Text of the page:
The entire village converts. Leaders of the church arrive excitedly to see this great missionary accomplishment and are greeted by a pageant staged by the villagers acting out Cunningham’s story. The leaders are, of course, outraged, and demand that Price and Cunningham return to America in disgrace. But Price sees the good Cunningham has done in the village, and that all religions are just stories anyway, and they turn his tall tale into a new faith—The Book of Arnold. The compulsive liar has become the new prophet. Even the warlord who violated Price converts. The curtain falls. The applause is deafening.

Cartoonish, cheerfully sophomoric, and often hilarious it might be, but The Book of Mormon is far more insulting to the LDS church than The Innocence of Muslims is to Islam. Its creators, Trey Parker and Matt Stone (working with Robert Lopez), have said that they were moved to write the show because they were amused by the discrepancy between how nice Mormons are and how ridiculous their religion is.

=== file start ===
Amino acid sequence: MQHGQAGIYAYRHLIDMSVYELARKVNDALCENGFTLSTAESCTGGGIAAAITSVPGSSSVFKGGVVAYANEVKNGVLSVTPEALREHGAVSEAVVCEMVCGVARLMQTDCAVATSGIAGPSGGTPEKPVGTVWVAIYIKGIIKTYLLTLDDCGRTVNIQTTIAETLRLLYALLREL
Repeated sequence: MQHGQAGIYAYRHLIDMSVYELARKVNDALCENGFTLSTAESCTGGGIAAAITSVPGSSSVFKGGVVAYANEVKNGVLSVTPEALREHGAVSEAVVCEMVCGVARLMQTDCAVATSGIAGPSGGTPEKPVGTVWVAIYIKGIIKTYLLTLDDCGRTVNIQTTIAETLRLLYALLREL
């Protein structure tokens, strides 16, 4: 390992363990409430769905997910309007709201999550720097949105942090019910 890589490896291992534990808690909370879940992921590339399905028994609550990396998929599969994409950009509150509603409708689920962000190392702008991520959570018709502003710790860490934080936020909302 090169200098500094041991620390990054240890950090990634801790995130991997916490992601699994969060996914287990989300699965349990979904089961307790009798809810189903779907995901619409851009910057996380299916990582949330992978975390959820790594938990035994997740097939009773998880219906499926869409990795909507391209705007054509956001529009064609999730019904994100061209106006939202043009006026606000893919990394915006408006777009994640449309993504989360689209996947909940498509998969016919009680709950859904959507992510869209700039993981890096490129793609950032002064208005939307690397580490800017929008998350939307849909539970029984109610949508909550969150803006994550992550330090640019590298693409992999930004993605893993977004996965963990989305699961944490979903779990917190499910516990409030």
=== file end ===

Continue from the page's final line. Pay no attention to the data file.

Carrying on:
Stone and Parker are equal opportunity offenders—despisers of religion. They first came to public
attention with a short film in which Jesus kills Santa Claus (“there can be only one”). They made a show insulting Scientology that ran afoul of their cable channel’s parent company and its relationship with leading Scientologist Tom Cruise. And they made an episode of South Park ripping the
censorship of the Danish newspaper cartoons parodying Muhammad—only to have the episode itself censored by their cable channel after a jihadist threatened their lives.